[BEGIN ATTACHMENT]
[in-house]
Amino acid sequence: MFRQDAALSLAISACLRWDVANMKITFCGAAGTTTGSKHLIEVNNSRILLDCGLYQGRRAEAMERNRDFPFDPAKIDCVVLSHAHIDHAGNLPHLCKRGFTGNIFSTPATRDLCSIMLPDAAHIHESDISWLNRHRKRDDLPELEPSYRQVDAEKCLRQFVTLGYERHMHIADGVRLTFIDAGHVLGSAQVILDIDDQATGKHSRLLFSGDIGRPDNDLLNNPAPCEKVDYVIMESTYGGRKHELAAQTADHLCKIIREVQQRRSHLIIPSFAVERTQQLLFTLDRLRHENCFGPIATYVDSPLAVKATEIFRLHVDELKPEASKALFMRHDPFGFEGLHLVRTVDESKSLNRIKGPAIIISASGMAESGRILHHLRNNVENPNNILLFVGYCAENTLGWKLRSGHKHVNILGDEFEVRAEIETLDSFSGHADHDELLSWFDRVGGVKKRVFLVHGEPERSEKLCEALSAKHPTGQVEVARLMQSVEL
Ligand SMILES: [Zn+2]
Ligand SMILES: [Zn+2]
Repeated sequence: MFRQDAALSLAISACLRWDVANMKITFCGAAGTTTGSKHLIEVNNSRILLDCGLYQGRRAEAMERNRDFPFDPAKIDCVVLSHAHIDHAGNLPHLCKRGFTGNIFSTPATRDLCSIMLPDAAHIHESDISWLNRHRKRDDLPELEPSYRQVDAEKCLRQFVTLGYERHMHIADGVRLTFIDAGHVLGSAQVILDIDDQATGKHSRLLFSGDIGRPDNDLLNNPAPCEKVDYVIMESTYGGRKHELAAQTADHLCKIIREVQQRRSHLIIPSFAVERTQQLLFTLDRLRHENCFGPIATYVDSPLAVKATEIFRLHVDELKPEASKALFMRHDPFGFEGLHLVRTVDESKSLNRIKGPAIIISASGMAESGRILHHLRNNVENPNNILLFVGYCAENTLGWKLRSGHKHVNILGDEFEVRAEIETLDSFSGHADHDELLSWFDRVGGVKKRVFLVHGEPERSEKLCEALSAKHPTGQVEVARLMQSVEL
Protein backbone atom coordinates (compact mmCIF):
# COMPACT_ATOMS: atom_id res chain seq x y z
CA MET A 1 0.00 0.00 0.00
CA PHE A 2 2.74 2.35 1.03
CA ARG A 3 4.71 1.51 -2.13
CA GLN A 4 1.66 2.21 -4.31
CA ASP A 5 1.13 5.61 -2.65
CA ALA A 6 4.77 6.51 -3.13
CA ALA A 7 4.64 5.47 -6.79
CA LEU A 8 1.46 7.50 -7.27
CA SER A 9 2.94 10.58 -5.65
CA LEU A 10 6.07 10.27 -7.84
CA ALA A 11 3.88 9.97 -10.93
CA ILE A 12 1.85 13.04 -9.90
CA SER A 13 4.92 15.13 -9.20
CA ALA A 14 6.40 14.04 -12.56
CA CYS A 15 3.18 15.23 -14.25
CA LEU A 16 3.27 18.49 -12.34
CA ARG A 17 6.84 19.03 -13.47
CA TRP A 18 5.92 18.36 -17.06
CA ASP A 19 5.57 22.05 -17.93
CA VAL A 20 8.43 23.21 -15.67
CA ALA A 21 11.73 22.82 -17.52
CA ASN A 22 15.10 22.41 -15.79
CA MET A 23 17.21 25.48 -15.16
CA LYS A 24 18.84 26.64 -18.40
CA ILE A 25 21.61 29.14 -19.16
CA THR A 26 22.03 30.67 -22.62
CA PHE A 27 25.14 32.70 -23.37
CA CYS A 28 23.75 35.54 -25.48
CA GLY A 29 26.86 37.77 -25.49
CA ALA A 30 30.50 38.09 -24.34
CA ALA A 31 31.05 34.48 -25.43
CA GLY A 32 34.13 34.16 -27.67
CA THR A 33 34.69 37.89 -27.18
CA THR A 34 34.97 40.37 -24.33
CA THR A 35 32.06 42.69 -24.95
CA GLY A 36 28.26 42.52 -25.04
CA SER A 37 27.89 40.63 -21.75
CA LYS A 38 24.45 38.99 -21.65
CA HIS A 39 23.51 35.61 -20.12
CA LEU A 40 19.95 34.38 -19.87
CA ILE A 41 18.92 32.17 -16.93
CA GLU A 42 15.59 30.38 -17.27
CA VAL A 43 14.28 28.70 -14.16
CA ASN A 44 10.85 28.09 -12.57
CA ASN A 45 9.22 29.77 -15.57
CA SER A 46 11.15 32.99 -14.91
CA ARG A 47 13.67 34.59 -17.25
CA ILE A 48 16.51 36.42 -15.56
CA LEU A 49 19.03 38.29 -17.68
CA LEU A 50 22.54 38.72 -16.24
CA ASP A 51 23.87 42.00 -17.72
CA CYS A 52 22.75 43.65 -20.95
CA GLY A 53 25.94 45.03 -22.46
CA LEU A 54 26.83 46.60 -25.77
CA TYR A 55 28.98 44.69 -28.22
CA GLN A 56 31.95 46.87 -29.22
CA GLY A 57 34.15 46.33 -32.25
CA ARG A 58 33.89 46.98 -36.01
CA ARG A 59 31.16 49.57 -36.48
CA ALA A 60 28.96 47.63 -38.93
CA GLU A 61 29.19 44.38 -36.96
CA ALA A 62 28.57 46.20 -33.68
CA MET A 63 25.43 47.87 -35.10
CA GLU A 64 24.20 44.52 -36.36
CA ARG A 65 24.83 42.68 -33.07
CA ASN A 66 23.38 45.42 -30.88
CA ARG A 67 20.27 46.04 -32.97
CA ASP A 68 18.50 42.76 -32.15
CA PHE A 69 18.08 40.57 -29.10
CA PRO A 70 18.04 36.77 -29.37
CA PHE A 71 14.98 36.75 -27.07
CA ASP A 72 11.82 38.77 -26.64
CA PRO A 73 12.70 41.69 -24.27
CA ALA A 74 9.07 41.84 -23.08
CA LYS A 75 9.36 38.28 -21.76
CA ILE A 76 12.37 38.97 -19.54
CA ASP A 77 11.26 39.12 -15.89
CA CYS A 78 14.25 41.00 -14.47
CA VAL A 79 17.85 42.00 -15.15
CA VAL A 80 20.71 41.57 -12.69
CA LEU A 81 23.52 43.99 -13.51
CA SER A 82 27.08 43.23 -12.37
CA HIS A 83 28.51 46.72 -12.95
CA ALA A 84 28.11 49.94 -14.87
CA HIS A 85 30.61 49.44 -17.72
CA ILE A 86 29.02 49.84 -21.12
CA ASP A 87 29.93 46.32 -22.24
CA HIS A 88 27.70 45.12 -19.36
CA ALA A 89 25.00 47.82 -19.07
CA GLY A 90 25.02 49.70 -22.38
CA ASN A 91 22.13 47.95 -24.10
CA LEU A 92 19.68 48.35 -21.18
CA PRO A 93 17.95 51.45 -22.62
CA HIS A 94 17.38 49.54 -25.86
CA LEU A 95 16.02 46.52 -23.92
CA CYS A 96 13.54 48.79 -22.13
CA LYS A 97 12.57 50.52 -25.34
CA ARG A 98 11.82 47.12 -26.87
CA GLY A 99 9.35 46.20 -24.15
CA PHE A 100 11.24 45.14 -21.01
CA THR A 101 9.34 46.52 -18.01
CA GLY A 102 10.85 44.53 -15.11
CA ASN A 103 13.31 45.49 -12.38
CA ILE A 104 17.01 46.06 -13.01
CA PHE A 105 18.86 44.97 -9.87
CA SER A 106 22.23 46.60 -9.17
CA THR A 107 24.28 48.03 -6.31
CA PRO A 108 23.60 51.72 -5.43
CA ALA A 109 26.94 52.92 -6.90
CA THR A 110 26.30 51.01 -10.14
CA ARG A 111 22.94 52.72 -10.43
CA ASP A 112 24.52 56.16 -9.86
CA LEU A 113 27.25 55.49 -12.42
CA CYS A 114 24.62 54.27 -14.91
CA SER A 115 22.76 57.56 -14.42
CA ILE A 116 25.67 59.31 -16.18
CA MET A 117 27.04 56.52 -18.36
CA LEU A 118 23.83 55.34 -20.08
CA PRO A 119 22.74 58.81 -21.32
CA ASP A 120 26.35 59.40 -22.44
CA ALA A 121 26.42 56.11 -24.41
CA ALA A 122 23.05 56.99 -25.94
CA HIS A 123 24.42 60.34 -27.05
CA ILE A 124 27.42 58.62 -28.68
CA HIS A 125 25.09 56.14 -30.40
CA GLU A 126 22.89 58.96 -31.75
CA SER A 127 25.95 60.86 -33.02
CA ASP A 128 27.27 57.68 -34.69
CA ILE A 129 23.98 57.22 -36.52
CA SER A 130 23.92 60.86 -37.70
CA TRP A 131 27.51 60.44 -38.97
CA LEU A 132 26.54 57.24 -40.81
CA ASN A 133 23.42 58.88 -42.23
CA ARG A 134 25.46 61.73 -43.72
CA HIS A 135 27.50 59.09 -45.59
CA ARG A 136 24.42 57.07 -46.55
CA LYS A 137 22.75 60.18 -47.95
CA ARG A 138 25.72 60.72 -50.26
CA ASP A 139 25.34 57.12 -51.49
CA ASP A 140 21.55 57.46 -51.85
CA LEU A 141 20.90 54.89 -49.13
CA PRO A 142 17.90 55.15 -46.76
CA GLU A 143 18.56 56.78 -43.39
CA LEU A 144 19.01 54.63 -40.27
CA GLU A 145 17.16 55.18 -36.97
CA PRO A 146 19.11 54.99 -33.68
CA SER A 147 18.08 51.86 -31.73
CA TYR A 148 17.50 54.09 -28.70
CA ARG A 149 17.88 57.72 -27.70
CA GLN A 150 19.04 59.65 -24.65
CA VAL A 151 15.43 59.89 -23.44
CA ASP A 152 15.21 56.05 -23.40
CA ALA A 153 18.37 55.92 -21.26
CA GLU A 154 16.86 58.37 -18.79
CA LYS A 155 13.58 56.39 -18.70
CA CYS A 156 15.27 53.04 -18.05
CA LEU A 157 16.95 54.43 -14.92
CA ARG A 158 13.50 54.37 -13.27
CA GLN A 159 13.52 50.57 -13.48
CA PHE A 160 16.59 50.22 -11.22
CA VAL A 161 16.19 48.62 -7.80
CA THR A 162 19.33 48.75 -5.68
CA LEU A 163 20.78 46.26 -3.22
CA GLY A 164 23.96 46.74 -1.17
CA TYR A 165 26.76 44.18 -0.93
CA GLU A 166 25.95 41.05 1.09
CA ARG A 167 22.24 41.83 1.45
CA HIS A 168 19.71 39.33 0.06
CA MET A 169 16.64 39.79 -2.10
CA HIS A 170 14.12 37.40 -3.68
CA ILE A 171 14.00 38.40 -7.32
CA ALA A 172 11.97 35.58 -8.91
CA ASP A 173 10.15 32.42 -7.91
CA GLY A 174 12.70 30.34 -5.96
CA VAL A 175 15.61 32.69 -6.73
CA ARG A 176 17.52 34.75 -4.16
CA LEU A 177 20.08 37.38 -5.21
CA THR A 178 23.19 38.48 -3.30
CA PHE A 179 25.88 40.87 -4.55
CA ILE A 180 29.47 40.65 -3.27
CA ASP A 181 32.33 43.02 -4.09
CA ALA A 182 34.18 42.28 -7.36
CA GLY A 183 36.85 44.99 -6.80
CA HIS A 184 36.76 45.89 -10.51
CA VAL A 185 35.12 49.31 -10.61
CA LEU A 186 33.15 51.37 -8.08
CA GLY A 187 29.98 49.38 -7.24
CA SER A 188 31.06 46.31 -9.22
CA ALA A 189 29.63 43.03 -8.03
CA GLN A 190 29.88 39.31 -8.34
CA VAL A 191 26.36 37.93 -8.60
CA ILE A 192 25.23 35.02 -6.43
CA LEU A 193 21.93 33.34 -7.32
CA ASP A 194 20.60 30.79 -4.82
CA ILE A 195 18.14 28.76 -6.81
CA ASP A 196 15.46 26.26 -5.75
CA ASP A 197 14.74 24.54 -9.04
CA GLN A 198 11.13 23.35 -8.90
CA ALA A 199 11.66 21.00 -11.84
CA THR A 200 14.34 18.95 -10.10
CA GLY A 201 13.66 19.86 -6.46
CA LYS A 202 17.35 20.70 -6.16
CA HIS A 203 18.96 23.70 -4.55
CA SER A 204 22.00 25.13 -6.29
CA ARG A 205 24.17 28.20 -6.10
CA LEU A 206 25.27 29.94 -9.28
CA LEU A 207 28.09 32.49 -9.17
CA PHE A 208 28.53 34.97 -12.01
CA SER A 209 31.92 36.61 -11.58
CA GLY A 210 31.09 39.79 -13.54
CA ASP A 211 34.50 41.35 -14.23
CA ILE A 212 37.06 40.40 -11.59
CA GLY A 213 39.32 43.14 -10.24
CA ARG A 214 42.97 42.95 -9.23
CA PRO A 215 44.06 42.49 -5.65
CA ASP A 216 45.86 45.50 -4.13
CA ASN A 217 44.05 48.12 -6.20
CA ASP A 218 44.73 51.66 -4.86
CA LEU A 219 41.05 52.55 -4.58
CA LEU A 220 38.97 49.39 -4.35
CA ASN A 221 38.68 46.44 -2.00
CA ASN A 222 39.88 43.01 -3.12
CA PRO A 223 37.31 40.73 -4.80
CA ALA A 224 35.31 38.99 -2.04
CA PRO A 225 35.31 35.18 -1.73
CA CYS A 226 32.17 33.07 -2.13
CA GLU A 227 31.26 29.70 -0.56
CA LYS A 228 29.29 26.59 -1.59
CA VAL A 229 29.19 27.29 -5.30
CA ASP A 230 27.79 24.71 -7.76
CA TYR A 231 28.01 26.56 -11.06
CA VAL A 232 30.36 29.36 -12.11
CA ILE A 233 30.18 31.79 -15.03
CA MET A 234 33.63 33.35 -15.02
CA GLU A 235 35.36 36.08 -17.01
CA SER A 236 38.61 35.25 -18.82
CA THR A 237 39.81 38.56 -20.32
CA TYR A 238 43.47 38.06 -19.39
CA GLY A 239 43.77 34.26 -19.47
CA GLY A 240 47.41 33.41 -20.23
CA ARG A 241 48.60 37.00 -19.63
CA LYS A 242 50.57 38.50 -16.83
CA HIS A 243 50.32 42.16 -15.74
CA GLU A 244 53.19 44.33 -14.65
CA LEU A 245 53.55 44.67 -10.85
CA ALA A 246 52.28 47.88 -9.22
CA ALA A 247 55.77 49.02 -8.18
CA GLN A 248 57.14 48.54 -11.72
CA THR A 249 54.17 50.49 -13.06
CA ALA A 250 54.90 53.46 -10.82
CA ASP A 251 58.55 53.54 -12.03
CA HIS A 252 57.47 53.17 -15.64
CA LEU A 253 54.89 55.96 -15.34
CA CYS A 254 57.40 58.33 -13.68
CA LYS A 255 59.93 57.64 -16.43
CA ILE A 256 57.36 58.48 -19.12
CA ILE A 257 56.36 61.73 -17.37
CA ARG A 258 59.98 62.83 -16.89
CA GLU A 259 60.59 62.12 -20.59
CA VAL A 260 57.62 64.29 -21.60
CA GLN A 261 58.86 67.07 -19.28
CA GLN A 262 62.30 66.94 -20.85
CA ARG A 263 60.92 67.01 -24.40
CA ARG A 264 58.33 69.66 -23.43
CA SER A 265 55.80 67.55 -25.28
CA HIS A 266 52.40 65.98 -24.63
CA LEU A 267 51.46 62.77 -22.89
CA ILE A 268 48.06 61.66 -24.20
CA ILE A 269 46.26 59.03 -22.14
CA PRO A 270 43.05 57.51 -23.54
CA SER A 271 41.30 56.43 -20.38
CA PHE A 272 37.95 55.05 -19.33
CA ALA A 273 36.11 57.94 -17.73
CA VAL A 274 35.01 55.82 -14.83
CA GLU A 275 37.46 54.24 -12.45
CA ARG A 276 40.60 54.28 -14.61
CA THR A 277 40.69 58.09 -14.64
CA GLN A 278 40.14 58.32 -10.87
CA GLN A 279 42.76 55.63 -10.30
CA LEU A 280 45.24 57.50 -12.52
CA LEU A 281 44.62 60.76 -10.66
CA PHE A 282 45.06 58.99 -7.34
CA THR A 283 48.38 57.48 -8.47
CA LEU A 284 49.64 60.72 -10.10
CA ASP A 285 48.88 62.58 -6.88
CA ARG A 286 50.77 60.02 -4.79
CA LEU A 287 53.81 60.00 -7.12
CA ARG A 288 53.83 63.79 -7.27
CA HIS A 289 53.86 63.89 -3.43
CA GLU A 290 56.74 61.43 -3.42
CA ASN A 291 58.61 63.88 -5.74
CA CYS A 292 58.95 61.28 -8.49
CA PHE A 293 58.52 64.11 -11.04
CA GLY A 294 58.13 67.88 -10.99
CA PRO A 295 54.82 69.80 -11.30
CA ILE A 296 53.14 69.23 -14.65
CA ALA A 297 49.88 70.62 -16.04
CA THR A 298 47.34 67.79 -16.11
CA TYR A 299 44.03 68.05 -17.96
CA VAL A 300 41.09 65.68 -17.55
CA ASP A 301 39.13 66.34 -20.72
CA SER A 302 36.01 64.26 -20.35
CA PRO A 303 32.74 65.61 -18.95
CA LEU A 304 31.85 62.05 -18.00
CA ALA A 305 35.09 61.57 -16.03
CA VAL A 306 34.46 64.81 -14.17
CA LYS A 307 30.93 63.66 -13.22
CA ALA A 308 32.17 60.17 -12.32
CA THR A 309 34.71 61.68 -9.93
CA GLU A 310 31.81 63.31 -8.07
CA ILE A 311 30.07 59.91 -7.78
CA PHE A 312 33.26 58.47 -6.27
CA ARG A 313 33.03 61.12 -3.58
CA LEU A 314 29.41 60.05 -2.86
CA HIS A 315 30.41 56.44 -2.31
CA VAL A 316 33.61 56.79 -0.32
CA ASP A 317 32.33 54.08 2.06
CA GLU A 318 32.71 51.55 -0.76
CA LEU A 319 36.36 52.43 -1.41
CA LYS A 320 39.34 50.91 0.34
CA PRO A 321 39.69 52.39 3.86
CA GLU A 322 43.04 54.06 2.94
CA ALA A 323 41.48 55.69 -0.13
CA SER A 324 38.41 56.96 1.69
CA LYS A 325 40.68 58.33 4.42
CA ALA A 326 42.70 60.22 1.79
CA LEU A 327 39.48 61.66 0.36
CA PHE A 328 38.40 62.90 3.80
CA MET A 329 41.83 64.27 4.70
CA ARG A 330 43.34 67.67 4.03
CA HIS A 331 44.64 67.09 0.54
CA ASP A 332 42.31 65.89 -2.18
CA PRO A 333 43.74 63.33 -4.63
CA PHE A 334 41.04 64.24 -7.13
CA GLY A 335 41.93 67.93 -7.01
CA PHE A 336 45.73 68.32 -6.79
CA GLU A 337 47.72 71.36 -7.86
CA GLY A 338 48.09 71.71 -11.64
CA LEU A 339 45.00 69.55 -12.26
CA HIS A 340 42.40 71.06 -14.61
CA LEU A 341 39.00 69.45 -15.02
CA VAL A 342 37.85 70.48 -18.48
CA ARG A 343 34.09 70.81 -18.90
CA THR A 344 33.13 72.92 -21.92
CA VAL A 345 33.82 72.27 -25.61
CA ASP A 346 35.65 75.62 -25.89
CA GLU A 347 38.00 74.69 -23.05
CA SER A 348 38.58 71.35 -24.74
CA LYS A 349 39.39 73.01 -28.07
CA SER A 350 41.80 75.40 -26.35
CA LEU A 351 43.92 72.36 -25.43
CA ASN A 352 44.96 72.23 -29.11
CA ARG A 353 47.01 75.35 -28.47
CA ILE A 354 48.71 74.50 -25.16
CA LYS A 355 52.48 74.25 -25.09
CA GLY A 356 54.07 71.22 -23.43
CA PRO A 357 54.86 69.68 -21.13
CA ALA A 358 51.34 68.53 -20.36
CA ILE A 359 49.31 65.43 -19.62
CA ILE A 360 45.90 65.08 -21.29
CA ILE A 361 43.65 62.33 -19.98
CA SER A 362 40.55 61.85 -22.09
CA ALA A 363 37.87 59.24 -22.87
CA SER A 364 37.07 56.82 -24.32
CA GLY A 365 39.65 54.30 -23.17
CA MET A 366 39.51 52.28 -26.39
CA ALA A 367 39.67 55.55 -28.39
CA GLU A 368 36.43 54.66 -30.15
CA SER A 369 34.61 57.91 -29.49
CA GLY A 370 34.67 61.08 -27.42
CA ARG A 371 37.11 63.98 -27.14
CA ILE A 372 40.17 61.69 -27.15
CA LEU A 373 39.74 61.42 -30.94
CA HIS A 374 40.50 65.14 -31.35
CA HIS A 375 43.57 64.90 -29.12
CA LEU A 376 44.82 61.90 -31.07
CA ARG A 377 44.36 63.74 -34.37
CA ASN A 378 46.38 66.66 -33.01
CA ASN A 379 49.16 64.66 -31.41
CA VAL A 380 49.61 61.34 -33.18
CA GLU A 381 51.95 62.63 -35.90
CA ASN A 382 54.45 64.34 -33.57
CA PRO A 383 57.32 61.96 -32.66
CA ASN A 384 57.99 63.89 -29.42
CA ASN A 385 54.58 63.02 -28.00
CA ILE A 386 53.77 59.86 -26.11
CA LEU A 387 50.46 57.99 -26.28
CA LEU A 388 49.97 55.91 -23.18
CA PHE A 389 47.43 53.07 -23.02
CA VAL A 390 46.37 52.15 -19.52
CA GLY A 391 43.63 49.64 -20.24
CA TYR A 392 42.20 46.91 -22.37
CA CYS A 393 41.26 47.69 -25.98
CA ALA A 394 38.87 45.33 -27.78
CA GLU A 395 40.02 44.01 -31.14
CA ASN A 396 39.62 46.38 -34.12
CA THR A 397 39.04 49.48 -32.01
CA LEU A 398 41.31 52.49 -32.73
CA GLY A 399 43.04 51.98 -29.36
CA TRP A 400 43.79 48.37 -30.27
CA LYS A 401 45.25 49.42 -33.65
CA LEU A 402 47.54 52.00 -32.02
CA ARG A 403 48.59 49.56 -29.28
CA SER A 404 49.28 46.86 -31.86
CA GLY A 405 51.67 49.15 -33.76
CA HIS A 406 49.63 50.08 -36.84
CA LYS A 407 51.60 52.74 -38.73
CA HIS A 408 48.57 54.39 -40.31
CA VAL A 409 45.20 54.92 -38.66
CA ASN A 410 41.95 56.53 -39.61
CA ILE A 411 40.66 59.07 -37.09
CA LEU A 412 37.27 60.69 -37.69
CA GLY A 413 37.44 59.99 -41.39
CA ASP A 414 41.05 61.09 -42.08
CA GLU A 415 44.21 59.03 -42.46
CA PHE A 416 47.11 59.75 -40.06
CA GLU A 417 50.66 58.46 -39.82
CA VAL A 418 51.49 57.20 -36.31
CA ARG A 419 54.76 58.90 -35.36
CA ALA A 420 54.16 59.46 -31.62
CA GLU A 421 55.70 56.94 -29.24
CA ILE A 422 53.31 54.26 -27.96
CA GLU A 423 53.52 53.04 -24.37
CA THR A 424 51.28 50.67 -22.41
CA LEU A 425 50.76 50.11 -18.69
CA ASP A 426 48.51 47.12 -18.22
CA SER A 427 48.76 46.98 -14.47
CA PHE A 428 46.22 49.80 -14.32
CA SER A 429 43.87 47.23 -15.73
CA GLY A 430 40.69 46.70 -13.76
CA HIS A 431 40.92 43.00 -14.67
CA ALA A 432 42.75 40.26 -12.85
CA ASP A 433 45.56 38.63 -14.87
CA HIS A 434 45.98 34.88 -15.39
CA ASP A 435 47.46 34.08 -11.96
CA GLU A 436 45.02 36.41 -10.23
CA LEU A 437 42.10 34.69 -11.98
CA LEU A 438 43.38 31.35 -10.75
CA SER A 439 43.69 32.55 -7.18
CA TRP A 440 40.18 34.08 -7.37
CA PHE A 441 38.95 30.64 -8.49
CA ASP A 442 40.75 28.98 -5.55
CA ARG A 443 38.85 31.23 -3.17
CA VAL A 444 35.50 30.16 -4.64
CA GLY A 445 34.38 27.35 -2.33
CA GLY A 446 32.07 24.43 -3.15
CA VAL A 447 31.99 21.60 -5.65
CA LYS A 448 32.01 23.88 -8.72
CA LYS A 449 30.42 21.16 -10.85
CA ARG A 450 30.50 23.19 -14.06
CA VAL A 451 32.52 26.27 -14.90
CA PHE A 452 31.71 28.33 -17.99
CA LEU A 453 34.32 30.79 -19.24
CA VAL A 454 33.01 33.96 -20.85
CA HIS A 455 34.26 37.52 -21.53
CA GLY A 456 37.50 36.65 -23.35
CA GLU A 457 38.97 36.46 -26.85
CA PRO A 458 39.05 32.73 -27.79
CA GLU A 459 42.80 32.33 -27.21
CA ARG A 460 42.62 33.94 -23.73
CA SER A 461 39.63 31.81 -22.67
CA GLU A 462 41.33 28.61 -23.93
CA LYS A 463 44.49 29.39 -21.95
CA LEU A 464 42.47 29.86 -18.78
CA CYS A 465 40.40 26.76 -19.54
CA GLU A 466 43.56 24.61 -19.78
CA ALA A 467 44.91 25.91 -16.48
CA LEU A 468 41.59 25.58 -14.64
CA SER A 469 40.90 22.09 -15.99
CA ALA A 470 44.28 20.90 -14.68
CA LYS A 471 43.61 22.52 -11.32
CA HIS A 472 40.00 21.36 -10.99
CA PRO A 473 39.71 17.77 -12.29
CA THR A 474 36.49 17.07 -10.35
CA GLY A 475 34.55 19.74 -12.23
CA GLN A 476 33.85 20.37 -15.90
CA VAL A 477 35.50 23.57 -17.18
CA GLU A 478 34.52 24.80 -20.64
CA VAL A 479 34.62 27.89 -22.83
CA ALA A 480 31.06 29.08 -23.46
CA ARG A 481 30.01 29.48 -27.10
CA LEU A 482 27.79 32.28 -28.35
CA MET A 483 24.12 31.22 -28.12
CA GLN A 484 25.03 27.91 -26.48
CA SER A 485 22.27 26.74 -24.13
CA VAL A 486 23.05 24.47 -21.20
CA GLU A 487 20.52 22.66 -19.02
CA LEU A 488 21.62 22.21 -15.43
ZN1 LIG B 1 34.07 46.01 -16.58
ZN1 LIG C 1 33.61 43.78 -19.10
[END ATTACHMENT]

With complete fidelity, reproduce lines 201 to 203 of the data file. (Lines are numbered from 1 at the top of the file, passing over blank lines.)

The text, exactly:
CA ASP A 194 20.60 30.79 -4.82
CA ILE A 195 18.14 28.76 -6.81
CA ASP A 196 15.46 26.26 -5.75